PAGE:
Windows 2000 and Windows XP domain members query their domain controllers every 15 minutes for name discovery. In an environment of mature domains and trusted domains, increasing this interval will reduce load on the domain controllers. In an environment that has dial-up branch office sites, increasing the interval saves money.
The domain information returned by the discovery query is cached to allow the Windows shell to distinguish between fully qualified domain names and fully qualified computer names.
Windows 2000 and Windows XP support a legacy method of controlling the discovery interval:
1. Use the Registry Editor to navigate to:
2. Edit or add Value Name DfsDcNameDelay, a REG_DWORD data type, and set the data value to a number between 15 and 360 minutes.
3. You must restart your computer for this setting to take effect.
Windows XP supports a Sets how often a DFS Client discovers DC's Group Policy Object at Computer Configuration / Administrative Templates / Network which can be applied to the domain or to an OU. Windows XP dynamically checks for updates to this discovery interval and does NOT require a restart.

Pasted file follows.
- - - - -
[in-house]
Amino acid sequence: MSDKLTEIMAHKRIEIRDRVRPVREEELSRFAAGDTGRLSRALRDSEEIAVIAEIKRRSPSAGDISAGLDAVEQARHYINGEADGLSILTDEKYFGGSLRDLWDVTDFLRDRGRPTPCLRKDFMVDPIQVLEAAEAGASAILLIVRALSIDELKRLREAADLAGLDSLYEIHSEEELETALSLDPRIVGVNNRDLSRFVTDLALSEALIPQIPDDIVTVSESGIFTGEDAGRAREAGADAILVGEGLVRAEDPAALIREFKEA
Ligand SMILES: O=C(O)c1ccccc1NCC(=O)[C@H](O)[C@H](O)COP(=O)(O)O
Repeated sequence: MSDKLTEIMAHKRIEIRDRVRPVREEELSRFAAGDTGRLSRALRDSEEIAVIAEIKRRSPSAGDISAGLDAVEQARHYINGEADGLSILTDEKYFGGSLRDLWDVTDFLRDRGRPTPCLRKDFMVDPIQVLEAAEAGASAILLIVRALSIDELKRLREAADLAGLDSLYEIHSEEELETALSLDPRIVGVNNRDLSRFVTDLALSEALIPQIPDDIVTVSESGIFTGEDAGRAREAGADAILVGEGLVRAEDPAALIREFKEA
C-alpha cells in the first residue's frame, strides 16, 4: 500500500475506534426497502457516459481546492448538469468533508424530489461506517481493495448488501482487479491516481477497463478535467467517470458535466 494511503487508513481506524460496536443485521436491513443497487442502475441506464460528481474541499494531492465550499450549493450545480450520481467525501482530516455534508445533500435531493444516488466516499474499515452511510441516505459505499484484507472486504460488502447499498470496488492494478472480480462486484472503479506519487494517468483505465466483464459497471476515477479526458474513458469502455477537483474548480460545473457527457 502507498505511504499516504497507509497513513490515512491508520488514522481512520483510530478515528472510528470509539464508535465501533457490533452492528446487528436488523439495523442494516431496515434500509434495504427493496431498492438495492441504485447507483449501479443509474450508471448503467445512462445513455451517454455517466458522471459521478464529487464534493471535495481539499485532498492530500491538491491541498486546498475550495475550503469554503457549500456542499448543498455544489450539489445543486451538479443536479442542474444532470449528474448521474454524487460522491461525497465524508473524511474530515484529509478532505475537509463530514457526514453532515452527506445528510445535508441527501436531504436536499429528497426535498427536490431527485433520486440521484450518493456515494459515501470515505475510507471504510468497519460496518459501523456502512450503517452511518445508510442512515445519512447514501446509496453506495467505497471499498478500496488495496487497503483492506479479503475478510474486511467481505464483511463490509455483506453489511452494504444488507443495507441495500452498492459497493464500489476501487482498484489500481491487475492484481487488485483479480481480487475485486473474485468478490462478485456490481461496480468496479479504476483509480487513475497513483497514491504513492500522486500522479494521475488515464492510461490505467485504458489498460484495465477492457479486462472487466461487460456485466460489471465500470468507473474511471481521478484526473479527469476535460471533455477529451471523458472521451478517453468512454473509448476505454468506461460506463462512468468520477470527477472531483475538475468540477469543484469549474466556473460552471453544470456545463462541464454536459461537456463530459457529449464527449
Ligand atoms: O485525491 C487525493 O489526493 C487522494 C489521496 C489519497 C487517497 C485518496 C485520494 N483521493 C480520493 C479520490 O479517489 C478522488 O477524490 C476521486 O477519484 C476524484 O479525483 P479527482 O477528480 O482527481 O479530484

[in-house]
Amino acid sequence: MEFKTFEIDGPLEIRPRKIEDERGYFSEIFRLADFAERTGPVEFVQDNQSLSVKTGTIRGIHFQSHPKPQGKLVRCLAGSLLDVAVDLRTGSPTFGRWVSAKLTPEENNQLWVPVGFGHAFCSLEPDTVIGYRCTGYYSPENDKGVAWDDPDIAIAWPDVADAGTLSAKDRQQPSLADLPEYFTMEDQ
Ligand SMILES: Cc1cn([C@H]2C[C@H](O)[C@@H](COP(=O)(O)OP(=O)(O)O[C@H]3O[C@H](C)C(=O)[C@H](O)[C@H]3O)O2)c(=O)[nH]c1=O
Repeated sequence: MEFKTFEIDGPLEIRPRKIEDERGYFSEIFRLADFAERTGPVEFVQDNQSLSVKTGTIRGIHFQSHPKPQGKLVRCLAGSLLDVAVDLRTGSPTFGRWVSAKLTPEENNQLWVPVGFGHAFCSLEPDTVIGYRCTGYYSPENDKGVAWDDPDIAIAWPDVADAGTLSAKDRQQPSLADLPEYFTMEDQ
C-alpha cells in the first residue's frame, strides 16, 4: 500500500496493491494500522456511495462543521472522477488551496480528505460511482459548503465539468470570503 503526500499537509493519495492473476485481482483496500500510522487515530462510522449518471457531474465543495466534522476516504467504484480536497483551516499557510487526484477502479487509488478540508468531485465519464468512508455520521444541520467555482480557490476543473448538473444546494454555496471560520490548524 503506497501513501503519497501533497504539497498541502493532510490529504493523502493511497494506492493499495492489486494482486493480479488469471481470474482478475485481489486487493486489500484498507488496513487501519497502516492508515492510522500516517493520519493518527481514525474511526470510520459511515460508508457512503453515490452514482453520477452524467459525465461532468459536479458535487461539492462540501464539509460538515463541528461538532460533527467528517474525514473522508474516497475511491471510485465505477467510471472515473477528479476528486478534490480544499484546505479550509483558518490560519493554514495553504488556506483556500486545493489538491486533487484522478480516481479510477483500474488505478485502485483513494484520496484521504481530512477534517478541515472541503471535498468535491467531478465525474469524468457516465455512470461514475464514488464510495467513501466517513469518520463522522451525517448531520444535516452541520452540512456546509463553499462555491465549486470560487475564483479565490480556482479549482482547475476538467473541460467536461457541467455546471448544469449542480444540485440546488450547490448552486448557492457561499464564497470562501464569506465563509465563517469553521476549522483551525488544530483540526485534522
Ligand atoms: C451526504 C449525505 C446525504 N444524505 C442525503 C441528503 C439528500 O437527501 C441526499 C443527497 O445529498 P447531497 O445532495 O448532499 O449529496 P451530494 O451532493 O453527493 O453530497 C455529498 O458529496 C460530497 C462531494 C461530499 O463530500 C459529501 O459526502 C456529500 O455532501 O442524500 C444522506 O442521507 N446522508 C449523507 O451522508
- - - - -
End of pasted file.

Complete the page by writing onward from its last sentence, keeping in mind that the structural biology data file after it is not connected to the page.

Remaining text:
The policy has a matching registry Value Name of DfsDcNameDelay, at
When a Windows XP client starts, the policy for the DFS name discovery interval is checked, and checked again every refresh interval. If the policy exists, its' interval is used. If no policy exists, the legacy registry entry is checked. If neither exist, discovery happens every 15 minutes.
NOTE: If an invalid data value is detected, 15 minutes is used.
You can check the values in the cache by opening a CMD.EXE prompt and typing dfsutil /spcinfo. You can also flush the cache by typing dfsutil /spcflush.